Rainbow table attack
Rainbow table attack definition
Rainbow table attack is a method of cracking passwords using a rainbow table – a database containing plaintext passwords and hashes that correspond to them.
For security purposes, sites store hashed passwords rather than plaintext. When a user logs in, their plaintext password is translated into a hashed value and compared with the hashes stored by the service. If the hashes match – the user can access their account.
Hackers with access to services’ databases (e.g., from previous attacks) can use rainbow tables to compare hashed values with users’ stolen passwords and figure out their plaintext passwords.
Rainbow table attack advantages and disadvantages
To launch a rainbow table attack, the hacker must have:
- The computed rainbow table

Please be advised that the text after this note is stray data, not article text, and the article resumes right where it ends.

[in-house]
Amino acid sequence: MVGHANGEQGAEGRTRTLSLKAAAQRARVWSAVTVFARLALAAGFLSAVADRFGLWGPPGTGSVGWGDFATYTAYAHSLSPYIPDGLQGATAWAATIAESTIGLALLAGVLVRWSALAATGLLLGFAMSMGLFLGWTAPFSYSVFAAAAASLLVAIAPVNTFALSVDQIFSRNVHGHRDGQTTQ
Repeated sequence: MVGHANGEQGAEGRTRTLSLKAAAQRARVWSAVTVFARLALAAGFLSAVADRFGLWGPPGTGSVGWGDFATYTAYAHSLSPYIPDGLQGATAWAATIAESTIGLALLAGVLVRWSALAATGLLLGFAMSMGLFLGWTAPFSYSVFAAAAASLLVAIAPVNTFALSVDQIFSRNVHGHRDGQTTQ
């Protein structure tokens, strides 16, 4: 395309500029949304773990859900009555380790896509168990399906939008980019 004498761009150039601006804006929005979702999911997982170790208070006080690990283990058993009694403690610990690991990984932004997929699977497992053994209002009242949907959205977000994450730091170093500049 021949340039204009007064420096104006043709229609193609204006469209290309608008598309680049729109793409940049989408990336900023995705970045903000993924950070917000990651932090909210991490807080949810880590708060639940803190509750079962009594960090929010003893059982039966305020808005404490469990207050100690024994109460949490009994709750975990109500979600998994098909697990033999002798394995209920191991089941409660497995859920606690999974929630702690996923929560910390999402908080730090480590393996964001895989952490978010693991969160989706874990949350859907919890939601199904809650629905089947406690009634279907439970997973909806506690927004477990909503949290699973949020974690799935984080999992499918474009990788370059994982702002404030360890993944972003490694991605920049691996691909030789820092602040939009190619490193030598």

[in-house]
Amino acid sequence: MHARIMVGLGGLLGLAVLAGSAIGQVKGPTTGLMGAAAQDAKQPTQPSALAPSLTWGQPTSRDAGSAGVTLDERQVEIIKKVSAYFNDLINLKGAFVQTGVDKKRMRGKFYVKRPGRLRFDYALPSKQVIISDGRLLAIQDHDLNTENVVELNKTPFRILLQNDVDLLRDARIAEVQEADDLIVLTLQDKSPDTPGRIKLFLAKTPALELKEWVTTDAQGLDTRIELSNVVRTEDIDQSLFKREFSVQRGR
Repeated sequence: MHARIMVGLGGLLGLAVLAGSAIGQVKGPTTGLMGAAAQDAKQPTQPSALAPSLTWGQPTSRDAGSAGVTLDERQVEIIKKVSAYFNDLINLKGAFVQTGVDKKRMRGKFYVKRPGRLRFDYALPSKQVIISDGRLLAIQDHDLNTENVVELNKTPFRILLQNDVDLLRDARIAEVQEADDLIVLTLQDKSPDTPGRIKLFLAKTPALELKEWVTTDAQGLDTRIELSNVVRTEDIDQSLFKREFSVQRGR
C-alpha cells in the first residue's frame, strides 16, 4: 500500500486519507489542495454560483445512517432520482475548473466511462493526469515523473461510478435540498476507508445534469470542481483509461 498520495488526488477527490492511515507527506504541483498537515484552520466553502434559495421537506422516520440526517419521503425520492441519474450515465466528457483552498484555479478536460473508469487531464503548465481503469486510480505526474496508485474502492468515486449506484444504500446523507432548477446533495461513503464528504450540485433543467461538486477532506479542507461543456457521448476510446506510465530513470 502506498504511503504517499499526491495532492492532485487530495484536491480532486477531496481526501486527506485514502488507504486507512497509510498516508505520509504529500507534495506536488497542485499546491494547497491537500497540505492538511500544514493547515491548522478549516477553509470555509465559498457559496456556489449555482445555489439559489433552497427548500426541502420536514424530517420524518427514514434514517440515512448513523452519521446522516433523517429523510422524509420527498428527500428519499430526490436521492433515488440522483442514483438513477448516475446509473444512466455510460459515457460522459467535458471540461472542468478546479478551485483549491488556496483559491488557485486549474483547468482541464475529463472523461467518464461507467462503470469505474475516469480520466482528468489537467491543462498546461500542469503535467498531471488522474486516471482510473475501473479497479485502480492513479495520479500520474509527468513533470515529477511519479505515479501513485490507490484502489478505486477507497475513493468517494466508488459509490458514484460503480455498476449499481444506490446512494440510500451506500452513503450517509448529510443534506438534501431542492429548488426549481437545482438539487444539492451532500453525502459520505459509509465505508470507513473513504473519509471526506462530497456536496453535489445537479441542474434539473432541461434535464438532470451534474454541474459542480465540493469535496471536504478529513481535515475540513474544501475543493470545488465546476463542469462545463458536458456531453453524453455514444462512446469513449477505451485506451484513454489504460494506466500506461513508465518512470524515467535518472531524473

- Access to the password database
While a rainbow table attack can be quick, preparations are not. Computing a rainbow table requires time and a lot of space to store hashes. Passwords are usually acquired in various attacks, such as phishing or breaking into corporate networks.
Protection against a rainbow table attack
The most common way to protect oneself against rainbow table attacks is to use salting.
Salting adds a random value to the hash function, which generates unique hashes for passwords. Most modern services use salting, but rainbow table attacks are still launched against outdated applications.